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24.05.2006 Press Review

Devt plans must be devoid of politics


Dr William Ahadzie, an official of the National Development Planning Commission (NDPC), on Tuesday argued for national development devoid of partisan considerations, saying it was the only way to ensure sustained development that could result in growth.

He said the situation where development plans were given political colourations usually gave the impression that development plans advocated by a certain regime could fail to feature in any future plans if a new administration took over.

Speaking at a day's seminar in Accra on Tuesday on the "Effectiveness of the National Development Commission", Dr Ahadzie said mistakes in the past where development plans and programmes did not have inputs from the wider section of society, as well as, notable civil society groups should not be repeated.

"Until we make development plans to be owned by the people, political regimes could wish them away since they may not necessarily fit into their mandate. Until we do that we will not move forward as a nation."

The seminar, organised by Legal Resource Centre, a private think-tank, in collaboration with the Friedrich Ebert Foundation, had Dr Benjamin Kumbuor, Member of Parliament for Lawra Nandom, as the alternate speaker.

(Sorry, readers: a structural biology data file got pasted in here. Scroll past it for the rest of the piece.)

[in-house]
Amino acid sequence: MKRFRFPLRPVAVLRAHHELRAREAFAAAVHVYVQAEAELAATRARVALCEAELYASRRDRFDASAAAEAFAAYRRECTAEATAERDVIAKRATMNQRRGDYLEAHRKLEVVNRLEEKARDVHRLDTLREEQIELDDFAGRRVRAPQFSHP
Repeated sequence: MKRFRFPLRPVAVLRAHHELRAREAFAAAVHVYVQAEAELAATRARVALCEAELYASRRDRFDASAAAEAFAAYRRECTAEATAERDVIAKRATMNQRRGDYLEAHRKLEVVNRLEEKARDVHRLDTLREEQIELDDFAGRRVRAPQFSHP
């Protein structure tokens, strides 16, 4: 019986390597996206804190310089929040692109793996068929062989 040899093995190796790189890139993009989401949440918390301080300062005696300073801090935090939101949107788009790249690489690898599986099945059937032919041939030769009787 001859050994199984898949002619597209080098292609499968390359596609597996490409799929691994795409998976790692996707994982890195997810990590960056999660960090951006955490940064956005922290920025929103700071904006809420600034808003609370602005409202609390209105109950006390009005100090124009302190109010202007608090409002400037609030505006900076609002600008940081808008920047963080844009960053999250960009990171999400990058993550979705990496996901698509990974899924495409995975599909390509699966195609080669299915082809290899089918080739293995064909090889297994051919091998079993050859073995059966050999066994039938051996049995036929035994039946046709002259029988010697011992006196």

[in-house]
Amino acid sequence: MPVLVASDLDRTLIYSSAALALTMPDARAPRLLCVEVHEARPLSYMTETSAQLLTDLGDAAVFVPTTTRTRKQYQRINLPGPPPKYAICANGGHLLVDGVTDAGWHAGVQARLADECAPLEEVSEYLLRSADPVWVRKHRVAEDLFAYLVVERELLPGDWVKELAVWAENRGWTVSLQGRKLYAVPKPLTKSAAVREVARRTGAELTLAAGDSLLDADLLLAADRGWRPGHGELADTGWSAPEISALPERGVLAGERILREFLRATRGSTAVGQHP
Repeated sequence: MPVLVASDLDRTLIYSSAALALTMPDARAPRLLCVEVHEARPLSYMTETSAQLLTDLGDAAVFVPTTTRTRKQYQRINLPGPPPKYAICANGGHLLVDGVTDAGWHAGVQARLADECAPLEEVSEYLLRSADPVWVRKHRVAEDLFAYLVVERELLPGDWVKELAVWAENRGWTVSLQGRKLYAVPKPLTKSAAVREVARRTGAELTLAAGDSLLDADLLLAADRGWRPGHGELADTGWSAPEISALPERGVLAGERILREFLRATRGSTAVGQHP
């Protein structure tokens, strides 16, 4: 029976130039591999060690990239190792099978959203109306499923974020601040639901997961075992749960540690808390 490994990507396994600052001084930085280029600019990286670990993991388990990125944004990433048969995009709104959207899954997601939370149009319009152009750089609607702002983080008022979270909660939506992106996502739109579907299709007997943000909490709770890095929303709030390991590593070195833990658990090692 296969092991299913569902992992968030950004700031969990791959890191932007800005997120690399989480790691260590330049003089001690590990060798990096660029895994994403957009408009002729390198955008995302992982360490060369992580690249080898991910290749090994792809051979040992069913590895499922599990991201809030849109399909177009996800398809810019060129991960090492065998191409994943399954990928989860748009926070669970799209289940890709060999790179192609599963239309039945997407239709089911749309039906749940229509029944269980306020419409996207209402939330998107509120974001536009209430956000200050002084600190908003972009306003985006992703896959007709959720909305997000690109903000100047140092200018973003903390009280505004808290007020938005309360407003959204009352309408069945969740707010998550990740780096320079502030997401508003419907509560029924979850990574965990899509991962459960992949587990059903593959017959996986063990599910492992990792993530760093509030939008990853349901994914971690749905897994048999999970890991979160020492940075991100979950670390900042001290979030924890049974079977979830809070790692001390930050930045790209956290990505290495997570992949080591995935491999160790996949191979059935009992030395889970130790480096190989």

Dr Ahadzie said national goals should reflect national character adding, "we kill progress if we do not sustain development goals and agenda."

He said the current 'Growth and Poverty Reduction Strategy II' document, had been subjected to a very wide section of the society to make it responsive to the needs of everyone.

Dr Ahadzie admitted that the suggestions in the document might not have come from every single person concerned, "but we can say that we have their concern fully covered due to the wide spectrum of inputs from the larger part of society we talked to through the length and breadth of the country".

Talking about the role of the NDPC in national development, Dr Ahadzie said it only played supervisory, advisory, monitoring and evaluative roles but had no power to enforce changes. Dr Kumbuor called for stringent measures to be taken to make the Commission respond to its mandate.

He explained that there was need for districts and communities to make real inputs into development plans, otherwise projects would be initiated but the people would not support or use them.

Dr Kumbuor called for rationalization of the various roles that were played at the community, district, regional and national levels so that they are not repeated.

He expressed regret that even though Ghana did not lack research information on planning or on any aspect of development, the information just gathered dust or was never used. Dr Kumbuor called for the setting up of an institution that was devoid of the "vagaries of political dynamics" in order to make the plans sustainable.